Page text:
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Amid poor supply, Clarke Energy’s gas plant gives Nicen Industries a boost

Aba, the commercial hub of south-eastern Nigeria, needs a better road network and regular power supply from the grid to boost the commercial operations of industries in the region. But Nicen, one of the biggest paint manufacturers in the city, is leveraging gas to compete.

Chris Eze, managing director at Nicen Industries Limited, which is into the production of plastics and paint products, including heavy coatings, car paints, decorative paints, high-quality emulsion, and gloss finishes, said the decision to turn to gas was one of the most rewarding decisions the company has taken since it was founded in 1990.

According to Eze, when the power supply became unbearable in Aba, and the cost of diesel increased, the company began inquiring about a sustainable solution.

They subsequently contacted Clarke Energy, a multinational specialist in engineering, installation, and maintenance of sustainable power generation solutions, to install a gas power plant.

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In June 2020, Clarke Energy supplied and commissioned a 1MW gas power plant solution which included the complete front end engineering design, installation and project management and currently provides its stellar maintenance support to the plant.

Yiannis Tsantilas, the managing director of Clarke Energy in Nigeria, said: “The 1MW power plant solution delivery describes the Clarke Energy commitment towards improving the manufacturing and processing value chain in Aba and the south-eastern part of Nigeria.

“Clarke Energy partnered with NICEN in its vision to improve its costs of manufacturing durable plastics and high-quality decorative paints that are affordable and competitive in the local market. Furthermore, it has demonstrated local industrial capability and capacity to ensure made-in-Nigeria wins.

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“Undoubtedly, Chris Eze, who leads the NICEN team, is a visionary man of wit and has a passion for improving the lives of Nigerians.”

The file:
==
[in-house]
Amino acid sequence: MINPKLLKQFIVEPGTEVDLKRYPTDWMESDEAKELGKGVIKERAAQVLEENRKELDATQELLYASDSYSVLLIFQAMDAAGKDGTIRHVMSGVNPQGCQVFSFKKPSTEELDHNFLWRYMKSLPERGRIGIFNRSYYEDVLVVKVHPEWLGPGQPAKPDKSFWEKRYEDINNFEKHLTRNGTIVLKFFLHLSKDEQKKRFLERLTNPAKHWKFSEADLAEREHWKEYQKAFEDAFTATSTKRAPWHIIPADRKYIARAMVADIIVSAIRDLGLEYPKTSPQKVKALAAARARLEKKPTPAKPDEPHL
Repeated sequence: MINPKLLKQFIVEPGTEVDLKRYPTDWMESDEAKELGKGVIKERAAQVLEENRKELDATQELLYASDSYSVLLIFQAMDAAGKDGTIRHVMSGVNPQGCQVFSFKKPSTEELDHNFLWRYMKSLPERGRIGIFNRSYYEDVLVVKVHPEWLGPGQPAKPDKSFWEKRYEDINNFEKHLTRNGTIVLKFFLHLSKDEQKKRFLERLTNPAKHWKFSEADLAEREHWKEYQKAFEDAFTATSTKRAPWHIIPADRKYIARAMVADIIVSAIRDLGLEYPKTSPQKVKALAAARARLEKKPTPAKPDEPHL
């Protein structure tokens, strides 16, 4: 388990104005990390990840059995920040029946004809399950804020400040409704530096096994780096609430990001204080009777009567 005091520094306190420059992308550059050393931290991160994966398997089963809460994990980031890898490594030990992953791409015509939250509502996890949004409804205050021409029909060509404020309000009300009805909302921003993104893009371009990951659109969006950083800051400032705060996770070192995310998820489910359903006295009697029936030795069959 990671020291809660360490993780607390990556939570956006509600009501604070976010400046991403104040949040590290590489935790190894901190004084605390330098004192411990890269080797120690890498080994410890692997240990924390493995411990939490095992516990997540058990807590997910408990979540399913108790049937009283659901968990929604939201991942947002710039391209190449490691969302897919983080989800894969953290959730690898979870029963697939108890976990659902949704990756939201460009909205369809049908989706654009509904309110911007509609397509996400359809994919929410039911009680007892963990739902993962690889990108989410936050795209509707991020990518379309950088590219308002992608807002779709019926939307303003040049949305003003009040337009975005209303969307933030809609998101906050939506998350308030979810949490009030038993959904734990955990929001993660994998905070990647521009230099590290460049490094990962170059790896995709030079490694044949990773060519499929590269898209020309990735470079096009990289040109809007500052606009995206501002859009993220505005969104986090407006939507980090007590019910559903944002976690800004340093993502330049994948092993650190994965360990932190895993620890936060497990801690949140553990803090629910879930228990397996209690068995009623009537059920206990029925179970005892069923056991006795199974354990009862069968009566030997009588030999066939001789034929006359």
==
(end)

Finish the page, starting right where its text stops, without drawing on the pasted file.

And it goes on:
Clarke Energy designed the power solution from plant layout drawings, engine delivery, installation, commissioning, and equipment maintenance. The plant is powered by natural gas supplied by Shell Nigeria through gas pipelines belonging to the Nigerian National Petroleum Corporation (NNPC).

“Their engine is one of the best that we have seen,” said Eze.

“Even before we got in contact with them, we made enquiries and found that Clarke Energy engines are good, and many companies in Aba are already using the company’s products. So we signed up.”

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He commended the company’s regularly scheduled maintenance visits which he said testified to their product quality because only a vendor confident in its products will undertake to periodically visit an installation site to carry out maintenance without fear.

“But sometimes, gas supply can be a challenge,” Eze said.

“Sometimes gas is unavailable through the pipelines for extended periods due to scheduled preventive or corrective maintenance,” he said.

The Nicen Industries plastic products include chairs, large water storage containers, household plastics and industrial plastic products, requiring a regular energy supply to keep the machines running.

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“The grid is often unavailable,” said Eze. “If the grid supply was regular, there won’t be a need for an alternative power source. Therefore, to solve our power problem, we invested in owning our gas power plant.”

Speaking on some of the other challenges facing the company, Eze said the deficient road network in Aba is one of the company’s biggest challenges. It affects the speed of moving raw materials into the factory and finished products to Nigeria’s markets, particularly in Aba, Lagos, Kano and Abuja.

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Eze also suggested that easing some of the tax components across some levels of authority, such as state and local government areas, is an idea the government could look into because it incentivises small and medium-sized businesses to grow.

Eze said industries also face the challenge of accessing foreign exchange to procure raw materials.

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“To further grow our economy, we must support local manufacturing to help reduce the unemployment rate and improve the quality of life of Nigerians. Because no government can do all that alone, they must assist the local industries with the needed incentives,” he said.

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